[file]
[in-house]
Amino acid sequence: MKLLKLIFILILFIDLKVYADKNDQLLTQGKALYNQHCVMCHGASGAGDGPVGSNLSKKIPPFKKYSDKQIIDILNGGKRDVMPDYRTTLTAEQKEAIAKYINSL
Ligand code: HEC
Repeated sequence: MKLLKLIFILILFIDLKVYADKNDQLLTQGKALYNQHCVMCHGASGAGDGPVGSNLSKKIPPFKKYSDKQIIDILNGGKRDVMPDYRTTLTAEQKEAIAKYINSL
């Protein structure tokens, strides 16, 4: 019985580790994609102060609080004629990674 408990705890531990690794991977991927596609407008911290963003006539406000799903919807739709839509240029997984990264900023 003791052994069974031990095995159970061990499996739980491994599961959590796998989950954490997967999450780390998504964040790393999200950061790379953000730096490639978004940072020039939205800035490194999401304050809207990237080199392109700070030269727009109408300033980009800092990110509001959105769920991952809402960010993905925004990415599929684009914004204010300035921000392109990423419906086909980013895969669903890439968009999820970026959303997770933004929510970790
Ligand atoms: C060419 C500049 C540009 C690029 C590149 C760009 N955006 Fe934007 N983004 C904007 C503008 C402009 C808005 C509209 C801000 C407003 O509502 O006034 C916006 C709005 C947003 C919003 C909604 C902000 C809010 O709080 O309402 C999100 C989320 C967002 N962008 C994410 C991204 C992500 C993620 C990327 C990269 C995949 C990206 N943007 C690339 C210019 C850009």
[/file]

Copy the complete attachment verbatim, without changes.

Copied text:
[in-house]
Amino acid sequence: MKLLKLIFILILFIDLKVYADKNDQLLTQGKALYNQHCVMCHGASGAGDGPVGSNLSKKIPPFKKYSDKQIIDILNGGKRDVMPDYRTTLTAEQKEAIAKYINSL
Ligand code: HEC
Repeated sequence: MKLLKLIFILILFIDLKVYADKNDQLLTQGKALYNQHCVMCHGASGAGDGPVGSNLSKKIPPFKKYSDKQIIDILNGGKRDVMPDYRTTLTAEQKEAIAKYINSL
């Protein structure tokens, strides 16, 4: 019985580790994609102060609080004629990674 408990705890531990690794991977991927596609407008911290963003006539406000799903919807739709839509240029997984990264900023 003791052994069974031990095995159970061990499996739980491994599961959590796998989950954490997967999450780390998504964040790393999200950061790379953000730096490639978004940072020039939205800035490194999401304050809207990237080199392109700070030269727009109408300033980009800092990110509001959105769920991952809402960010993905925004990415599929684009914004204010300035921000392109990423419906086909980013895969669903890439968009999820970026959303997770933004929510970790
Ligand atoms: C060419 C500049 C540009 C690029 C590149 C760009 N955006 Fe934007 N983004 C904007 C503008 C402009 C808005 C509209 C801000 C407003 O509502 O006034 C916006 C709005 C947003 C919003 C909604 C902000 C809010 O709080 O309402 C999100 C989320 C967002 N962008 C994410 C991204 C992500 C993620 C990327 C990269 C995949 C990206 N943007 C690339 C210019 C850009």